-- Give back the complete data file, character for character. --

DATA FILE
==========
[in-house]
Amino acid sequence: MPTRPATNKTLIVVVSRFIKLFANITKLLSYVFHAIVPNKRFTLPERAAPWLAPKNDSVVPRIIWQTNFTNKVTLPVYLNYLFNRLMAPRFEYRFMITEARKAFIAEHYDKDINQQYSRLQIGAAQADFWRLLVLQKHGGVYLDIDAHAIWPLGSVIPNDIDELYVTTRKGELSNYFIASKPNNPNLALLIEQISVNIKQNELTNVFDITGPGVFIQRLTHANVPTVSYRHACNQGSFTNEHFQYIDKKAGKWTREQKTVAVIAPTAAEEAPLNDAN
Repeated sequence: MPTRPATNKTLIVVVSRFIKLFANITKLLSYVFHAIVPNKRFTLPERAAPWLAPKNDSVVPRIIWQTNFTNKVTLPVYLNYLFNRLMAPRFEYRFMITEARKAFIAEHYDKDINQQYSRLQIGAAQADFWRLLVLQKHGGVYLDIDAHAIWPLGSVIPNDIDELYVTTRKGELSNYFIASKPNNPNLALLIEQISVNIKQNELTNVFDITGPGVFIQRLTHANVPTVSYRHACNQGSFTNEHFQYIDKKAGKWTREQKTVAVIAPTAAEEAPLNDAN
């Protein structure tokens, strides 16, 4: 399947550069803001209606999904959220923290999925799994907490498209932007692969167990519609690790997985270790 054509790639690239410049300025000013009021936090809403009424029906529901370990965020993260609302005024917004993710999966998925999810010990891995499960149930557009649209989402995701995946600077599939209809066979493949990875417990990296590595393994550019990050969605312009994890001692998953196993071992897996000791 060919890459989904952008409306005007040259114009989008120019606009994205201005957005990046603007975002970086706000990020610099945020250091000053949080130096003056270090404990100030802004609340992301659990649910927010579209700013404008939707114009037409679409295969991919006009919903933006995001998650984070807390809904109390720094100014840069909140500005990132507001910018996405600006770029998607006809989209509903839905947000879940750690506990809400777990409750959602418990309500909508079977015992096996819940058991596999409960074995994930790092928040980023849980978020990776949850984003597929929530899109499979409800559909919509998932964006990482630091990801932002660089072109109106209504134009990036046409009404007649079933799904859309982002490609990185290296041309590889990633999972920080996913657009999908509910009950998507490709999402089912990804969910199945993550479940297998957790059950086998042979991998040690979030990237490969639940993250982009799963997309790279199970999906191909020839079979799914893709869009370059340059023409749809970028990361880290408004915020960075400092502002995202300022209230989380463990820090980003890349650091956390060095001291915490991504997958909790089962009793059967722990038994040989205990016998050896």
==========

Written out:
[in-house]
Amino acid sequence: MPTRPATNKTLIVVVSRFIKLFANITKLLSYVFHAIVPNKRFTLPERAAPWLAPKNDSVVPRIIWQTNFTNKVTLPVYLNYLFNRLMAPRFEYRFMITEARKAFIAEHYDKDINQQYSRLQIGAAQADFWRLLVLQKHGGVYLDIDAHAIWPLGSVIPNDIDELYVTTRKGELSNYFIASKPNNPNLALLIEQISVNIKQNELTNVFDITGPGVFIQRLTHANVPTVSYRHACNQGSFTNEHFQYIDKKAGKWTREQKTVAVIAPTAAEEAPLNDAN
Repeated sequence: MPTRPATNKTLIVVVSRFIKLFANITKLLSYVFHAIVPNKRFTLPERAAPWLAPKNDSVVPRIIWQTNFTNKVTLPVYLNYLFNRLMAPRFEYRFMITEARKAFIAEHYDKDINQQYSRLQIGAAQADFWRLLVLQKHGGVYLDIDAHAIWPLGSVIPNDIDELYVTTRKGELSNYFIASKPNNPNLALLIEQISVNIKQNELTNVFDITGPGVFIQRLTHANVPTVSYRHACNQGSFTNEHFQYIDKKAGKWTREQKTVAVIAPTAAEEAPLNDAN
């Protein structure tokens, strides 16, 4: 399947550069803001209606999904959220923290999925799994907490498209932007692969167990519609690790997985270790 054509790639690239410049300025000013009021936090809403009424029906529901370990965020993260609302005024917004993710999966998925999810010990891995499960149930557009649209989402995701995946600077599939209809066979493949990875417990990296590595393994550019990050969605312009994890001692998953196993071992897996000791 060919890459989904952008409306005007040259114009989008120019606009994205201005957005990046603007975002970086706000990020610099945020250091000053949080130096003056270090404990100030802004609340992301659990649910927010579209700013404008939707114009037409679409295969991919006009919903933006995001998650984070807390809904109390720094100014840069909140500005990132507001910018996405600006770029998607006809989209509903839905947000879940750690506990809400777990409750959602418990309500909508079977015992096996819940058991596999409960074995994930790092928040980023849980978020990776949850984003597929929530899109499979409800559909919509998932964006990482630091990801932002660089072109109106209504134009990036046409009404007649079933799904859309982002490609990185290296041309590889990633999972920080996913657009999908509910009950998507490709999402089912990804969910199945993550479940297998957790059950086998042979991998040690979030990237490969639940993250982009799963997309790279199970999906191909020839079979799914893709869009370059340059023409749809970028990361880290408004915020960075400092502002995202300022209230989380463990820090980003890349650091956390060095001291915490991504997958909790089962009793059967722990038994040989205990016998050896």